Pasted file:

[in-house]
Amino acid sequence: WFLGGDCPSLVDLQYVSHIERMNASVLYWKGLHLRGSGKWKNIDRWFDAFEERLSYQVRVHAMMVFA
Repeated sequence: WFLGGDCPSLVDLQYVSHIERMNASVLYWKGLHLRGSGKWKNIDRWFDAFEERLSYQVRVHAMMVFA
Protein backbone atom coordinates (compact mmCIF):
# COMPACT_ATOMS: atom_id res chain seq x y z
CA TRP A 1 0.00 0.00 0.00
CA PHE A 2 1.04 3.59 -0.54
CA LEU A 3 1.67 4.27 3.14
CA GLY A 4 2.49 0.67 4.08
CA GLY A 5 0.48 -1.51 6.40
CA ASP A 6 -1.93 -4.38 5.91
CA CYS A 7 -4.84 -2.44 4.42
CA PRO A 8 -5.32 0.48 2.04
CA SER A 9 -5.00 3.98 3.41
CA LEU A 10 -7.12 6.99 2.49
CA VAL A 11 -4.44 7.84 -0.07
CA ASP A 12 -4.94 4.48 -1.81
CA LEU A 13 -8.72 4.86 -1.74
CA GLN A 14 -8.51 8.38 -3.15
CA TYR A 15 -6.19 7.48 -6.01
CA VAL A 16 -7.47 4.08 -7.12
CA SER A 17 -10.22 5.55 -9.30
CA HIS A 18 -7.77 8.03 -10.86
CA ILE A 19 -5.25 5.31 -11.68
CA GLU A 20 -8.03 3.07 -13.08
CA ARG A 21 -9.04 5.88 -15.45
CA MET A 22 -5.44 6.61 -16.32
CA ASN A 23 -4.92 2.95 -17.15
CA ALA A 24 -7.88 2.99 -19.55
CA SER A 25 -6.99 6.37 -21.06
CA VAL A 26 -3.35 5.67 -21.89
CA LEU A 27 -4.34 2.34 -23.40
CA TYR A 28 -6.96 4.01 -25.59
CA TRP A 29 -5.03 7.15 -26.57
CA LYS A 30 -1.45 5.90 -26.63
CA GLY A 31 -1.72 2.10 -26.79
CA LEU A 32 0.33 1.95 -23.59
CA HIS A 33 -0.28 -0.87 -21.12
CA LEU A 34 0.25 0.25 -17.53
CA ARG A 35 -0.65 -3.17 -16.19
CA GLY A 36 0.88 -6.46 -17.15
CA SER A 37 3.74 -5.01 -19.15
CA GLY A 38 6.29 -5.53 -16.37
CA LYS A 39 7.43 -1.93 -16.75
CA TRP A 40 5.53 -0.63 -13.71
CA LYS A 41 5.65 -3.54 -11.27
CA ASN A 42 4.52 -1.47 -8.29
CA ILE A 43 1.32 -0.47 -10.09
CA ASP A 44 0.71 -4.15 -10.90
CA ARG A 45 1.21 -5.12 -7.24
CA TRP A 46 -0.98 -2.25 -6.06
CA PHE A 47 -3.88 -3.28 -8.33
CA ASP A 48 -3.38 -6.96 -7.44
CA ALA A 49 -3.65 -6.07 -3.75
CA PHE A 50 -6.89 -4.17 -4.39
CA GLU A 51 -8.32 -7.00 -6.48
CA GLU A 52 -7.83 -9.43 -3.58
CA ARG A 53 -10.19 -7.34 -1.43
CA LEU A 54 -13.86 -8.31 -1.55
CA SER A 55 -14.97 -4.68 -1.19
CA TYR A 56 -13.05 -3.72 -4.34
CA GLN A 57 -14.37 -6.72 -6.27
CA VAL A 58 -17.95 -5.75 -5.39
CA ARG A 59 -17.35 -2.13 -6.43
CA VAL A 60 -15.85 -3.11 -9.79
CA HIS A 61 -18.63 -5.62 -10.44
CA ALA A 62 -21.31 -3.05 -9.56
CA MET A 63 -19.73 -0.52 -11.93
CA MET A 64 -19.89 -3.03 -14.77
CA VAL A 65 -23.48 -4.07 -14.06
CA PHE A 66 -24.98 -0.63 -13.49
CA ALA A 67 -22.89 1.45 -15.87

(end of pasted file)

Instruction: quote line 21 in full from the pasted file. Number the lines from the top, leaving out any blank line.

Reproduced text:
CA VAL A 16 -7.47 4.08 -7.12